After this story ran, we discovered that the writer, Ann Griswold, has a personal conflict of interest with the STAR Center at the University of California, San Francisco. Stephan Sanders, who is quoted in the story, is affiliated with the center. We do not believe this alters the content or tone of the story. Nevertheless, we apologize for this oversight.
More than one-third of the spontaneous mutations linked to autism crop up in genomic segments that do not code for genes. That’s the upshot from the largest study to date of genomes from children with autism1.
Most efforts to uncover spontaneous, or de novo, mutations tied to autism have focused on the 1.5 percent of the genome that encodes genes. Mutations in these coding regions may underlie autism in as much as 11 percent of children with the condition.
The new study, published 3 August in NPJ Genomic Medicine, suggests that de novo mutations in the remaining 98.5 percent of the genome also contribute to autism risk. These noncoding swaths, once considered ‘junk DNA,’ may play an important role in regulating gene expression.
The study is too small to connect specific mutations to autism risk, however.
“Even using whole-genome sequencing and throwing everything into the analysis, we’re just starting to understand the genetic circuitry involved in autism,” says senior researcher Stephen Scherer, director of the Centre for Applied Genomics at the Hospital for Sick Children in Toronto. “We need bigger numbers, better controls and more sophisticated analysis methods.”
Scherer and his colleagues looked at sequences from 200 children with autism and their unaffected parents. The study is part of the MSSNG initiative, a project by the research and advocacy organization Autism Speaks that aims to sequence the genomes of 10,000 people with autism and their family members.
In the new study, researchers turned up 244 spontaneous mutations in the children with autism (meaning the mutations are not present in their parents) — nearly twice as many as in 258 adults and children in the general population. Data from these controls came from a separate analysis of a Dutch population2.
They found that 151 of the 244 mutations are in the coding parts of the genome; of the 93 mutations in noncoding sequences, 55 fall in regions just before or after a gene.
Mutations in coding regions occur most frequently in genes involved in protein translation, building connections between neurons or remodeling chromatin, the coiled complex of DNA and protein. By contrast, mutations in noncoding regions crop up largely in areas near these genes that serve as landing strips for proteins that turn the genes on or off.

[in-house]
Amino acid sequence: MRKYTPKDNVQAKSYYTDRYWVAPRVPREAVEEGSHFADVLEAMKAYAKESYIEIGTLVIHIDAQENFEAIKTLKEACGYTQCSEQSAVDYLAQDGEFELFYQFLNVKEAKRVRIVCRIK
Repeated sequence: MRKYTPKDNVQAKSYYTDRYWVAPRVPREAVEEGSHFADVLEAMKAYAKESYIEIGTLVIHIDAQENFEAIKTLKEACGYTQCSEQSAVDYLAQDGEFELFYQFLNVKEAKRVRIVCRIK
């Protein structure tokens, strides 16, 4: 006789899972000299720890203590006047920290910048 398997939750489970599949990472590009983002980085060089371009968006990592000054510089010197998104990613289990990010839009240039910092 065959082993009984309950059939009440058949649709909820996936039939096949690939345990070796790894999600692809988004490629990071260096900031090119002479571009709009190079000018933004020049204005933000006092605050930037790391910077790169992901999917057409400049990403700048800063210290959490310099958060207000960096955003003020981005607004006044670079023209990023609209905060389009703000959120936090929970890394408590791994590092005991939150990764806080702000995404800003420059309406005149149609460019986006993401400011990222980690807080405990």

However, a sample of 200 families may not have the statistical power to gauge the significance of these mutations, says Stephan Sanders, assistant professor of psychiatry at the University of California, San Francisco, who was not involved in the work.
The weaker a mutation’s effects, he says, the larger a study must be to judge its relevance to a given condition. For severe mutations that disable a gene, researchers might need sequences from about 400 families to analyze; for mutations that are less severe, that number might need to be at least 1,000. Mutations in noncoding DNA may have weak or indirect effects, so reliably pinpointing harmful mutations there would require even larger numbers, Sanders says.
What’s more, it is unclear whether the children with autism have an unusually high number of spontaneous mutations, because the control group was sequenced separately. Variations between the two analyses could produce misleading results, Sanders says.
More than 75 percent of the spontaneous mutations the researchers found originated in genetic material passed down from the father, and the number of these mutations increases with a father’s age. In a 2012 study, researchers found that for every year a father ages, he passes on two additional spontaneous mutations to his children.
Nearly half of the 244 spontaneous mutations are within 200 base pairs of each other. These clusters are more likely to occur in DNA from mothers — but the researchers don’t yet know why.
Despite its small size, the study is an important first step toward understanding genetic variation in autism, the researchers say. So far, more than 5,000 genome sequences are freely available to researchers, and an additional 2,000 sequences are pending final review by MSSNG investigators.
“We need to strive to get all of the whole-genome sequence data together to continue to move the field forward,” Scherer says.